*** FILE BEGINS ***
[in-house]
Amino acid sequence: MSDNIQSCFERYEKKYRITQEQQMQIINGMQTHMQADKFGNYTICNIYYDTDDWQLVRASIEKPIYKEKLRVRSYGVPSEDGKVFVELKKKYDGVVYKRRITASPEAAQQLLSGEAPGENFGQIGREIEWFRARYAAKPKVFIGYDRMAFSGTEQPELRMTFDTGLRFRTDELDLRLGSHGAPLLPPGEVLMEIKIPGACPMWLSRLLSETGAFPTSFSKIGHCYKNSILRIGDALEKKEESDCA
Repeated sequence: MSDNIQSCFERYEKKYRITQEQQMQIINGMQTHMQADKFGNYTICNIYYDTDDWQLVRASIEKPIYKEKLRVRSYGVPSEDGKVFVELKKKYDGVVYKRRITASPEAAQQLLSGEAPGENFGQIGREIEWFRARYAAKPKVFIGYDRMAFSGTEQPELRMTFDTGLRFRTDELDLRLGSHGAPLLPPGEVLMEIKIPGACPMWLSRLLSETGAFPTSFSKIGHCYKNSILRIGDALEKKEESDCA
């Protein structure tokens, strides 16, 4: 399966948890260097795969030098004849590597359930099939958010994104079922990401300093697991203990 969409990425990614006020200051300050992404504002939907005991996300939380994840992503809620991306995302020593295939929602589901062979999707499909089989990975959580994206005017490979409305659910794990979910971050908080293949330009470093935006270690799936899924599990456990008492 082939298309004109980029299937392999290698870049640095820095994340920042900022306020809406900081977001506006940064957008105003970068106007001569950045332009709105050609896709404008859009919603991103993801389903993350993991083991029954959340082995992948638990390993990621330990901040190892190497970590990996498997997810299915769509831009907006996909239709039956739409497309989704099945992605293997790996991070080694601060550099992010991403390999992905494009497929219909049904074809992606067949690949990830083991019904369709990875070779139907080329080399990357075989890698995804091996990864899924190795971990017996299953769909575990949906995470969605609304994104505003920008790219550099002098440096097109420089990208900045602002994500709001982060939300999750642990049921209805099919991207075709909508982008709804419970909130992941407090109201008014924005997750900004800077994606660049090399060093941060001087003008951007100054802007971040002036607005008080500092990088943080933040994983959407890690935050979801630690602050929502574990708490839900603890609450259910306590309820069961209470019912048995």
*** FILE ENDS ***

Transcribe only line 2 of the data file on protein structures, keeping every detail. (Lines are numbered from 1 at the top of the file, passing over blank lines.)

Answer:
Amino acid sequence: MSDNIQSCFERYEKKYRITQEQQMQIINGMQTHMQADKFGNYTICNIYYDTDDWQLVRASIEKPIYKEKLRVRSYGVPSEDGKVFVELKKKYDGVVYKRRITASPEAAQQLLSGEAPGENFGQIGREIEWFRARYAAKPKVFIGYDRMAFSGTEQPELRMTFDTGLRFRTDELDLRLGSHGAPLLPPGEVLMEIKIPGACPMWLSRLLSETGAFPTSFSKIGHCYKNSILRIGDALEKKEESDCA